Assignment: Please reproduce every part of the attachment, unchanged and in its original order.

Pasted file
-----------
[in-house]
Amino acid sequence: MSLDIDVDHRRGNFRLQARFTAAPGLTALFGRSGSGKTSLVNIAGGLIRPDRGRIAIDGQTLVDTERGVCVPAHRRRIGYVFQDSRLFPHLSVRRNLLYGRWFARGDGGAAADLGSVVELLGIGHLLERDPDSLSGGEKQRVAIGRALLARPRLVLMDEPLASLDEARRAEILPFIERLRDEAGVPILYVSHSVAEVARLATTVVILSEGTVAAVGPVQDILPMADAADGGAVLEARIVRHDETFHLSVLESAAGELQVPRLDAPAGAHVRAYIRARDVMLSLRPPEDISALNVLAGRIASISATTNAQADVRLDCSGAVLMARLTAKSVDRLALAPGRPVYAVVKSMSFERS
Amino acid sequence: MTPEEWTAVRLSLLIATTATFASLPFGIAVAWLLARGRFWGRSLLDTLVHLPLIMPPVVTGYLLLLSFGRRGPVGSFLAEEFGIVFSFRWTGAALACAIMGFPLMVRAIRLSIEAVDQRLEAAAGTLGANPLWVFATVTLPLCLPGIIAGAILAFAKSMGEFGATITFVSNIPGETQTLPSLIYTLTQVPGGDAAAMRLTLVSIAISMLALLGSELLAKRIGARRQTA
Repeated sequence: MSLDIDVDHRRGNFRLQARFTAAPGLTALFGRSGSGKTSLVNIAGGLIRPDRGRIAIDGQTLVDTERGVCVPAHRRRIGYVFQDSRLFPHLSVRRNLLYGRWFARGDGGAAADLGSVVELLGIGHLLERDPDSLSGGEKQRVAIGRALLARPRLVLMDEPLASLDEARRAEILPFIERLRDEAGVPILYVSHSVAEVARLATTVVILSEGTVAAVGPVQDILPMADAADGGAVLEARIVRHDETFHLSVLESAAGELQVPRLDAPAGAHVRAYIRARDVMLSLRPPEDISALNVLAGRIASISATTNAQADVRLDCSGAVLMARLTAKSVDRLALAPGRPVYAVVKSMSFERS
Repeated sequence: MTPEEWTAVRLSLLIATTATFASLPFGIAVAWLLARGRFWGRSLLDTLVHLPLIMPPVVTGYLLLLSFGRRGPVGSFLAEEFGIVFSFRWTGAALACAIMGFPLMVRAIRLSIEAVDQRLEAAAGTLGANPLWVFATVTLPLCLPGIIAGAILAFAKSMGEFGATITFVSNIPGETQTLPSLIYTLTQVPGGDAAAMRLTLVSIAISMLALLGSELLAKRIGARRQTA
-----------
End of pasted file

[in-house]
Amino acid sequence: MSLDIDVDHRRGNFRLQARFTAAPGLTALFGRSGSGKTSLVNIAGGLIRPDRGRIAIDGQTLVDTERGVCVPAHRRRIGYVFQDSRLFPHLSVRRNLLYGRWFARGDGGAAADLGSVVELLGIGHLLERDPDSLSGGEKQRVAIGRALLARPRLVLMDEPLASLDEARRAEILPFIERLRDEAGVPILYVSHSVAEVARLATTVVILSEGTVAAVGPVQDILPMADAADGGAVLEARIVRHDETFHLSVLESAAGELQVPRLDAPAGAHVRAYIRARDVMLSLRPPEDISALNVLAGRIASISATTNAQADVRLDCSGAVLMARLTAKSVDRLALAPGRPVYAVVKSMSFERS
Amino acid sequence: MTPEEWTAVRLSLLIATTATFASLPFGIAVAWLLARGRFWGRSLLDTLVHLPLIMPPVVTGYLLLLSFGRRGPVGSFLAEEFGIVFSFRWTGAALACAIMGFPLMVRAIRLSIEAVDQRLEAAAGTLGANPLWVFATVTLPLCLPGIIAGAILAFAKSMGEFGATITFVSNIPGETQTLPSLIYTLTQVPGGDAAAMRLTLVSIAISMLALLGSELLAKRIGARRQTA
Repeated sequence: MSLDIDVDHRRGNFRLQARFTAAPGLTALFGRSGSGKTSLVNIAGGLIRPDRGRIAIDGQTLVDTERGVCVPAHRRRIGYVFQDSRLFPHLSVRRNLLYGRWFARGDGGAAADLGSVVELLGIGHLLERDPDSLSGGEKQRVAIGRALLARPRLVLMDEPLASLDEARRAEILPFIERLRDEAGVPILYVSHSVAEVARLATTVVILSEGTVAAVGPVQDILPMADAADGGAVLEARIVRHDETFHLSVLESAAGELQVPRLDAPAGAHVRAYIRARDVMLSLRPPEDISALNVLAGRIASISATTNAQADVRLDCSGAVLMARLTAKSVDRLALAPGRPVYAVVKSMSFERS
Repeated sequence: MTPEEWTAVRLSLLIATTATFASLPFGIAVAWLLARGRFWGRSLLDTLVHLPLIMPPVVTGYLLLLSFGRRGPVGSFLAEEFGIVFSFRWTGAALACAIMGFPLMVRAIRLSIEAVDQRLEAAAGTLGANPLWVFATVTLPLCLPGIIAGAILAFAKSMGEFGATITFVSNIPGETQTLPSLIYTLTQVPGGDAAAMRLTLVSIAISMLALLGSELLAKRIGARRQTA